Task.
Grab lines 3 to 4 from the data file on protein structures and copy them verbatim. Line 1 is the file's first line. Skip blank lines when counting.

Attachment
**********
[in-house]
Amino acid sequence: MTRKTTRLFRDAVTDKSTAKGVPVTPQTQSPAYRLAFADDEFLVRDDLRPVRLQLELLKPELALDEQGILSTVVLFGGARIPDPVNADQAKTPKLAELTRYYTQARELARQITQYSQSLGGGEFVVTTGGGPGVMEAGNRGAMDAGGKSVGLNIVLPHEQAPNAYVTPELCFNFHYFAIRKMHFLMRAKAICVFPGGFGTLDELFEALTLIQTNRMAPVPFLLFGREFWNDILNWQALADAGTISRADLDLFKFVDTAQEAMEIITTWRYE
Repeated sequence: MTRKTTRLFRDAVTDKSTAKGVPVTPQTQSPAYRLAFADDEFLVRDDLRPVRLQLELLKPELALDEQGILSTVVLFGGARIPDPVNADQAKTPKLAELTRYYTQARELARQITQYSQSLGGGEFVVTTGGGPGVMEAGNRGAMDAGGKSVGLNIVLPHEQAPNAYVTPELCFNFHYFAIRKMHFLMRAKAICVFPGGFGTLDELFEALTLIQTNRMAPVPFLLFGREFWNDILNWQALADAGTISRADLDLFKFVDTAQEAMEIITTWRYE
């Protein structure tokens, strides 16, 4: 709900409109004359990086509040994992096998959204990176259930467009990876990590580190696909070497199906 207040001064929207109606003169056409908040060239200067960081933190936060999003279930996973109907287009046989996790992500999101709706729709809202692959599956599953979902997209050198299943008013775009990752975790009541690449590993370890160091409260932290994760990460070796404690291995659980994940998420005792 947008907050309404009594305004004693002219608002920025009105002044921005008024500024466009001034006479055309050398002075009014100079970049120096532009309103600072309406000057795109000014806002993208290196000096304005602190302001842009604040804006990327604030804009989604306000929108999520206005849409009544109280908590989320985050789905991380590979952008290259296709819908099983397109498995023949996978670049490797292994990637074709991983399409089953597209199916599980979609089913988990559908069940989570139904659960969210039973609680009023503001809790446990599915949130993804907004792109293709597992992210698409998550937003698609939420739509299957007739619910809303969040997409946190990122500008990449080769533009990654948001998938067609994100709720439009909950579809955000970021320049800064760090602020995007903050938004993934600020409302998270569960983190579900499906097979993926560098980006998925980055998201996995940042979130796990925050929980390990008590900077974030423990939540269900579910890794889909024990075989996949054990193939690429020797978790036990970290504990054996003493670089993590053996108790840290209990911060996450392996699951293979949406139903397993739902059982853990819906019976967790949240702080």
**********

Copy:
Repeated sequence: MTRKTTRLFRDAVTDKSTAKGVPVTPQTQSPAYRLAFADDEFLVRDDLRPVRLQLELLKPELALDEQGILSTVVLFGGARIPDPVNADQAKTPKLAELTRYYTQARELARQITQYSQSLGGGEFVVTTGGGPGVMEAGNRGAMDAGGKSVGLNIVLPHEQAPNAYVTPELCFNFHYFAIRKMHFLMRAKAICVFPGGFGTLDELFEALTLIQTNRMAPVPFLLFGREFWNDILNWQALADAGTISRADLDLFKFVDTAQEAMEIITTWRYE
């Protein structure tokens, strides 16, 4: 709900409109004359990086509040994992096998959204990176259930467009990876990590580190696909070497199906 207040001064929207109606003169056409908040060239200067960081933190936060999003279930996973109907287009046989996790992500999101709706729709809202692959599956599953979902997209050198299943008013775009990752975790009541690449590993370890160091409260932290994760990460070796404690291995659980994940998420005792 947008907050309404009594305004004693002219608002920025009105002044921005008024500024466009001034006479055309050398002075009014100079970049120096532009309103600072309406000057795109000014806002993208290196000096304005602190302001842009604040804006990327604030804009989604306000929108999520206005849409009544109280908590989320985050789905991380590979952008290259296709819908099983397109498995023949996978670049490797292994990637074709991983399409089953597209199916599980979609089913988990559908069940989570139904659960969210039973609680009023503001809790446990599915949130993804907004792109293709597992992210698409998550937003698609939420739509299957007739619910809303969040997409946190990122500008990449080769533009990654948001998938067609994100709720439009909950579809955000970021320049800064760090602020995007903050938004993934600020409302998270569960983190579900499906097979993926560098980006998925980055998201996995940042979130796990925050929980390990008590900077974030423990939540269900579910890794889909024990075989996949054990193939690429020797978790036990970290504990054996003493670089993590053996108790840290209990911060996450392996699951293979949406139903397993739902059982853990819906019976967790949240702080």